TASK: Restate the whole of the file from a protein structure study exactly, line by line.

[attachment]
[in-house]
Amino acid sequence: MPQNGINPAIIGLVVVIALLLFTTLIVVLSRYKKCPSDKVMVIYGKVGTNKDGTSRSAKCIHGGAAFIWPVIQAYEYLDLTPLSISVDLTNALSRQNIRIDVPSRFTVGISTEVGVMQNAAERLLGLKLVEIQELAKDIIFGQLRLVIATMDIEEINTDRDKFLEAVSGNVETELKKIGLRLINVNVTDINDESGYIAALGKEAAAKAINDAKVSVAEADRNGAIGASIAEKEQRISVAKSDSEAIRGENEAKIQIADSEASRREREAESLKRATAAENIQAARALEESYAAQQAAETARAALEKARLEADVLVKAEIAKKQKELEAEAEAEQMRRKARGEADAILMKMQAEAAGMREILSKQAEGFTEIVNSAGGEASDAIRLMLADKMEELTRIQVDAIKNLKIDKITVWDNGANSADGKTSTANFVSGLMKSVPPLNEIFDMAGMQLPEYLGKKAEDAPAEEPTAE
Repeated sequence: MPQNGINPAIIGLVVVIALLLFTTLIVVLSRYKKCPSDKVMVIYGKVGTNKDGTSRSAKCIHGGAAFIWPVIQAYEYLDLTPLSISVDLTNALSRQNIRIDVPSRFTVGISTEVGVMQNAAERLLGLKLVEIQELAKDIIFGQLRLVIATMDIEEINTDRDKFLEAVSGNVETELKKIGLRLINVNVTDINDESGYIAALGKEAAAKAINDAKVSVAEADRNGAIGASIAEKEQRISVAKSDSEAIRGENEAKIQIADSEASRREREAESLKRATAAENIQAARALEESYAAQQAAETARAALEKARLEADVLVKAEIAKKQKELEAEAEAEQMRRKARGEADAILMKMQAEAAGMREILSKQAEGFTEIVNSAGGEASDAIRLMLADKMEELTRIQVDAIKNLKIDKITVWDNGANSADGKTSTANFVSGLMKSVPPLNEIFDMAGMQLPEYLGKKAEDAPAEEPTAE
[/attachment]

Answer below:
[in-house]
Amino acid sequence: MPQNGINPAIIGLVVVIALLLFTTLIVVLSRYKKCPSDKVMVIYGKVGTNKDGTSRSAKCIHGGAAFIWPVIQAYEYLDLTPLSISVDLTNALSRQNIRIDVPSRFTVGISTEVGVMQNAAERLLGLKLVEIQELAKDIIFGQLRLVIATMDIEEINTDRDKFLEAVSGNVETELKKIGLRLINVNVTDINDESGYIAALGKEAAAKAINDAKVSVAEADRNGAIGASIAEKEQRISVAKSDSEAIRGENEAKIQIADSEASRREREAESLKRATAAENIQAARALEESYAAQQAAETARAALEKARLEADVLVKAEIAKKQKELEAEAEAEQMRRKARGEADAILMKMQAEAAGMREILSKQAEGFTEIVNSAGGEASDAIRLMLADKMEELTRIQVDAIKNLKIDKITVWDNGANSADGKTSTANFVSGLMKSVPPLNEIFDMAGMQLPEYLGKKAEDAPAEEPTAE
Repeated sequence: MPQNGINPAIIGLVVVIALLLFTTLIVVLSRYKKCPSDKVMVIYGKVGTNKDGTSRSAKCIHGGAAFIWPVIQAYEYLDLTPLSISVDLTNALSRQNIRIDVPSRFTVGISTEVGVMQNAAERLLGLKLVEIQELAKDIIFGQLRLVIATMDIEEINTDRDKFLEAVSGNVETELKKIGLRLINVNVTDINDESGYIAALGKEAAAKAINDAKVSVAEADRNGAIGASIAEKEQRISVAKSDSEAIRGENEAKIQIADSEASRREREAESLKRATAAENIQAARALEESYAAQQAAETARAALEKARLEADVLVKAEIAKKQKELEAEAEAEQMRRKARGEADAILMKMQAEAAGMREILSKQAEGFTEIVNSAGGEASDAIRLMLADKMEELTRIQVDAIKNLKIDKITVWDNGANSADGKTSTANFVSGLMKSVPPLNEIFDMAGMQLPEYLGKKAEDAPAEEPTAE